Turning to this year’s session, one conclusion is inescapable: the last four years have been a steadier and steadier test of wills between a governor who is trying to promote a particular agenda and a state majority party that had its apple cart upset and is being begged by the special interests that control it to put those apples back and bring back the regular order of things where everyone was fat and happy except the private-sector working families and taxpayers. We’re at the point now where political victories are more important than improving the citizens’ lot, on both sides of the aisle.

In 2018, Mary Beth got just 12 votes correct out of 25, although she stumbled into the twelfth by changing her incorrect vote on HB1302, the “red flag” gun bill. Jim Mathias may have always intended to vote the correct way, but the 22-day hiatus between Mary Beth’s vote and Jim’s tally was punctuated with a loud outcry from the 2A community that Mathias had to hear. [However, despite the NRA support Mathias joined Carozza on a vaguely-written ban (HB888/SB707) of so-called “bump stocks.”] Jim’s only other instance of getting a vote correct (a term-low 2 correct out of 25 votes) was sustaining the veto for HB694 – but that was the “ban the box” bill he originally voted for!

Is it any wonder that people like me can be cynical about Jim’s record?

A major bill that the pair parted ways on will also be decided in this election – same-day voter registration is already in place during early voting, but HB532 established a referendum for this year that mandates its inclusion on Election Day, presumably beginning in 2020. Jim Mathias may not mind this extra work for poll workers and increased risk of voter fraud, but Mary Beth stood against it.

That government we elected last time around kept trying to usurp power from the executive branch, and they succeeded with a pair of measures that Carozza and Mathias voted opposite ways on: Mary Beth was correct in attempting to stop HB230/SB290 (a bill requiring legislative approval to pull out of the Regional Greenhouse Gas Initiative scam) and the sour grapes represented by SB687, laughingly referred to as “state vacancy reform.” Unfortunately, Jim Mathias backed an effort that succeeded in creating an unelected board to distribute school capital funding, removing the duty from the partially-elected (2 of 3 members) Board of Public Works – a slap at Democrat Comptroller Peter Franchot, who apparently votes too often with the Republican governor. (To his credit, Mathias voted for a floor amendment to restore the BPW to its place, but its failure was not enough to either dissuade him from voting for final passage or overriding the veto.)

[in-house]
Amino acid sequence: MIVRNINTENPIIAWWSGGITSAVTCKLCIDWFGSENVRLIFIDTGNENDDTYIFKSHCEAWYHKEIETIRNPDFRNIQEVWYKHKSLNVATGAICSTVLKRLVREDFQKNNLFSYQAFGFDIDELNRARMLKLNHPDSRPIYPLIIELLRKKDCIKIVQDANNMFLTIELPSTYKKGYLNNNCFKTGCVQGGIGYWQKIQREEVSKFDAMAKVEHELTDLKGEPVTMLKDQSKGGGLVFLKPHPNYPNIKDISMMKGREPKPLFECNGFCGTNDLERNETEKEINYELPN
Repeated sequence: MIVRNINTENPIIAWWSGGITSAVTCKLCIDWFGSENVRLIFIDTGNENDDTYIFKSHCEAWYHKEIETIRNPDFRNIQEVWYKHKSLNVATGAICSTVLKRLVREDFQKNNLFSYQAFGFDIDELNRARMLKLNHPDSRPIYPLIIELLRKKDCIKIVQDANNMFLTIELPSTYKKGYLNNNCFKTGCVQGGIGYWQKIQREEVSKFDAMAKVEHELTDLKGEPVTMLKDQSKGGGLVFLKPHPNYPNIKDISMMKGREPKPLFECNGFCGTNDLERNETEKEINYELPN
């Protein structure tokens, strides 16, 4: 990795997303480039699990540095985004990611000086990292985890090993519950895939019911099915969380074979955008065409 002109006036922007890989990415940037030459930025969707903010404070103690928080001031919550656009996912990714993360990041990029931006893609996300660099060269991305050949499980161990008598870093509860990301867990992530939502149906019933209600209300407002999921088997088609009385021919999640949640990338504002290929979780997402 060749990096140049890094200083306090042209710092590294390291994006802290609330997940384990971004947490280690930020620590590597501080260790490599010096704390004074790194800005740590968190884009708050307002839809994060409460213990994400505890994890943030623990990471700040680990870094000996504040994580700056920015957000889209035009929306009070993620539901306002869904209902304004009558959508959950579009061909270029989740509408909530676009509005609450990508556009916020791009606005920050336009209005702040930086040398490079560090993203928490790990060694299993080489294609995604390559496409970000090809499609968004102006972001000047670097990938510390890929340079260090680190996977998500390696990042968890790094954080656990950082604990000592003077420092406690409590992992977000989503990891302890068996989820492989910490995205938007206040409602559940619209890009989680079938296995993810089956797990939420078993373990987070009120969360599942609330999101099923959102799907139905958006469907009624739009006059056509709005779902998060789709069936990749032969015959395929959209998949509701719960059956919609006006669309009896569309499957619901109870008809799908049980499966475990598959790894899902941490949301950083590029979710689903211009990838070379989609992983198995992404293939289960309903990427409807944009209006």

The Big Labor interests that have supported Jim Mathias to the tune of tens of thousands of dollars over the last twelve years got their money’s worth this term – bills that dealt with making new hires opt out of being harassed to join the union rather than having to opt in (HB1017/SB677), another allowing disgruntled employees disputing prevailing wage decisions being allowed to take their suit directly to court (rather than to a state arbitrator, part of HB1243/SB572), and a huge gift as the precedent was set (with Jim’s support) for paid parental leave in SB859. This was on top of getting the veto override of HB1 from 2017, in part thanks to Mathias.

Mary Beth stood with providers by opposing a bill written by the insurance companies (HB1782) establishing a re-insurance program through a renewed assessment (formerly on a federal level, but being shifted to a state one) on those same insurers. Jim Mathias obviously isn’t into fee relief.

Finally on the environmental front, Mary Beth was on the right side of a proposal (HB1350/SB1006) that mandates certain state-funded construction projects be adapted to conform with weather conditions brought on by supposed global climate change. It may be prudent in some instances, but will certainly bust the budget elsewhere.

Because District 38 is my home district, I have been paying particular attention to the race. But it’s worth noting that a similar race exists in Senate District 8 which pits Senator Katherine Klausmeyer against Delegate Christian Miele.